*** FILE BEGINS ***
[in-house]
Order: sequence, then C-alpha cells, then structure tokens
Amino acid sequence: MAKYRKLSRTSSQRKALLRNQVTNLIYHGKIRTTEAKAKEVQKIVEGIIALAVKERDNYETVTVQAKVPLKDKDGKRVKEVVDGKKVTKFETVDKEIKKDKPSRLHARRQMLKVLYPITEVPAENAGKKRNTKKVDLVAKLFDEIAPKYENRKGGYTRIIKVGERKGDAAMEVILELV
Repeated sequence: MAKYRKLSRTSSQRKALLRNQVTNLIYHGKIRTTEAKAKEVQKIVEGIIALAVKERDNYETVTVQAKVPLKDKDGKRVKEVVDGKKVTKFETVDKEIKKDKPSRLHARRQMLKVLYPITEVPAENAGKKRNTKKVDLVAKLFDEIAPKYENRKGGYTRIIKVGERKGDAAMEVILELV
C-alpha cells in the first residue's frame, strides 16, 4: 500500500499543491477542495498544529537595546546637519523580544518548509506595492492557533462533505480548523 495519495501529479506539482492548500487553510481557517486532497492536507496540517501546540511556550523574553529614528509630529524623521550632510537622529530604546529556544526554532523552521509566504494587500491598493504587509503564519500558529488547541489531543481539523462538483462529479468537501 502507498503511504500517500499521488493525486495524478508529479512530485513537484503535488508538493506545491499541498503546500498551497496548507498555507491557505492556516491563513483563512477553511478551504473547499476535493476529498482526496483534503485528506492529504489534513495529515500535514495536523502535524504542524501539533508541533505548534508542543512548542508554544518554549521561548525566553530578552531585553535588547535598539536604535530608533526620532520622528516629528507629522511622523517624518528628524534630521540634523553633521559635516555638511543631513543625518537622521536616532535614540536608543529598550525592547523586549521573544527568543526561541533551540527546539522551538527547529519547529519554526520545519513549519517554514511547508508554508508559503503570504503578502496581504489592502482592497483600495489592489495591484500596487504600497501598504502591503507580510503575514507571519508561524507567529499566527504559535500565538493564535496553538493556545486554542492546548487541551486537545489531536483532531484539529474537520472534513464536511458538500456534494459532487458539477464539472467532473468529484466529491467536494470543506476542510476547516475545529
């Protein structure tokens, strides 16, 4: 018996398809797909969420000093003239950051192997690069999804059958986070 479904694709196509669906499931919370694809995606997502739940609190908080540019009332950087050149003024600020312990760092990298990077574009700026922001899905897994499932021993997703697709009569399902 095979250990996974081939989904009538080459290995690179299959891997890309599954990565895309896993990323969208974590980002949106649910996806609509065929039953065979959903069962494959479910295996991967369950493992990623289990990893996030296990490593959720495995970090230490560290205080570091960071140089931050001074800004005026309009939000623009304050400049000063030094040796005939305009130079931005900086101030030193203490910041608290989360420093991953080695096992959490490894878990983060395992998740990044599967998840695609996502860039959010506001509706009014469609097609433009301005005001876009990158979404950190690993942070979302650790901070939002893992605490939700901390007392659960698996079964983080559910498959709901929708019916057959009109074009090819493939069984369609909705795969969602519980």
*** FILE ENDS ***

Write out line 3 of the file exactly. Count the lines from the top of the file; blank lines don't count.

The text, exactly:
Amino acid sequence: MAKYRKLSRTSSQRKALLRNQVTNLIYHGKIRTTEAKAKEVQKIVEGIIALAVKERDNYETVTVQAKVPLKDKDGKRVKEVVDGKKVTKFETVDKEIKKDKPSRLHARRQMLKVLYPITEVPAENAGKKRNTKKVDLVAKLFDEIAPKYENRKGGYTRIIKVGERKGDAAMEVILELV